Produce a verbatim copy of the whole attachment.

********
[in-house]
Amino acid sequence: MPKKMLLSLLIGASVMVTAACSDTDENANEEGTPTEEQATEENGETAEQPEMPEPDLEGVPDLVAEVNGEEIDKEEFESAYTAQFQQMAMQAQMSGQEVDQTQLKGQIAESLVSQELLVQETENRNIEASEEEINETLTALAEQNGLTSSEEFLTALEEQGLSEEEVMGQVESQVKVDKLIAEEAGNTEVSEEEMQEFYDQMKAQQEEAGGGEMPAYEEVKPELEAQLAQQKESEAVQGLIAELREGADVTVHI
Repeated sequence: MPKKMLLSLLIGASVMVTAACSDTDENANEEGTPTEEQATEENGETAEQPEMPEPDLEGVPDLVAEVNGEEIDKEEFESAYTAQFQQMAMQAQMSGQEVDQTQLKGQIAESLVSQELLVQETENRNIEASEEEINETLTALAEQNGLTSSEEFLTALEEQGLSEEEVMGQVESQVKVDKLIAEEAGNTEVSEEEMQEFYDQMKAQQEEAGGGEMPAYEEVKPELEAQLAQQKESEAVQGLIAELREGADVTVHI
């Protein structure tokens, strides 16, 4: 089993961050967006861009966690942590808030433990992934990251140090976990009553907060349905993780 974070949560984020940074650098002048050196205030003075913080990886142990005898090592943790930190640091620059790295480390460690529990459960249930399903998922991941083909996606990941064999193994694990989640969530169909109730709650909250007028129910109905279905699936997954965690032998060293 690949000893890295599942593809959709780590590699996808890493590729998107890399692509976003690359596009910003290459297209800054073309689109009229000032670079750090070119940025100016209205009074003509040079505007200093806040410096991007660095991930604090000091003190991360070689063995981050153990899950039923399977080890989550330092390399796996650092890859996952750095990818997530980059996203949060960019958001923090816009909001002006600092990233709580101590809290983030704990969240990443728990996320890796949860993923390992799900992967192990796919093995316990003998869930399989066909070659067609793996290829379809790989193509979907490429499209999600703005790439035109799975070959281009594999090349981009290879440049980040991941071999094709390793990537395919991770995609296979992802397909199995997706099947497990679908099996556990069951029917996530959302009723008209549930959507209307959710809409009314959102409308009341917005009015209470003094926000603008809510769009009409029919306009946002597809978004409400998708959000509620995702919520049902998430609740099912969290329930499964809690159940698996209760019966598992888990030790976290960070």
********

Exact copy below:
[in-house]
Amino acid sequence: MPKKMLLSLLIGASVMVTAACSDTDENANEEGTPTEEQATEENGETAEQPEMPEPDLEGVPDLVAEVNGEEIDKEEFESAYTAQFQQMAMQAQMSGQEVDQTQLKGQIAESLVSQELLVQETENRNIEASEEEINETLTALAEQNGLTSSEEFLTALEEQGLSEEEVMGQVESQVKVDKLIAEEAGNTEVSEEEMQEFYDQMKAQQEEAGGGEMPAYEEVKPELEAQLAQQKESEAVQGLIAELREGADVTVHI
Repeated sequence: MPKKMLLSLLIGASVMVTAACSDTDENANEEGTPTEEQATEENGETAEQPEMPEPDLEGVPDLVAEVNGEEIDKEEFESAYTAQFQQMAMQAQMSGQEVDQTQLKGQIAESLVSQELLVQETENRNIEASEEEINETLTALAEQNGLTSSEEFLTALEEQGLSEEEVMGQVESQVKVDKLIAEEAGNTEVSEEEMQEFYDQMKAQQEEAGGGEMPAYEEVKPELEAQLAQQKESEAVQGLIAELREGADVTVHI
């Protein structure tokens, strides 16, 4: 089993961050967006861009966690942590808030433990992934990251140090976990009553907060349905993780 974070949560984020940074650098002048050196205030003075913080990886142990005898090592943790930190640091620059790295480390460690529990459960249930399903998922991941083909996606990941064999193994694990989640969530169909109730709650909250007028129910109905279905699936997954965690032998060293 690949000893890295599942593809959709780590590699996808890493590729998107890399692509976003690359596009910003290459297209800054073309689109009229000032670079750090070119940025100016209205009074003509040079505007200093806040410096991007660095991930604090000091003190991360070689063995981050153990899950039923399977080890989550330092390399796996650092890859996952750095990818997530980059996203949060960019958001923090816009909001002006600092990233709580101590809290983030704990969240990443728990996320890796949860993923390992799900992967192990796919093995316990003998869930399989066909070659067609793996290829379809790989193509979907490429499209999600703005790439035109799975070959281009594999090349981009290879440049980040991941071999094709390793990537395919991770995609296979992802397909199995997706099947497990679908099996556990069951029917996530959302009723008209549930959507209307959710809409009314959102409308009341917005009015209470003094926000603008809510769009009409029919306009946002597809978004409400998708959000509620995702919520049902998430609740099912969290329930499964809690159940698996209760019966598992888990030790976290960070």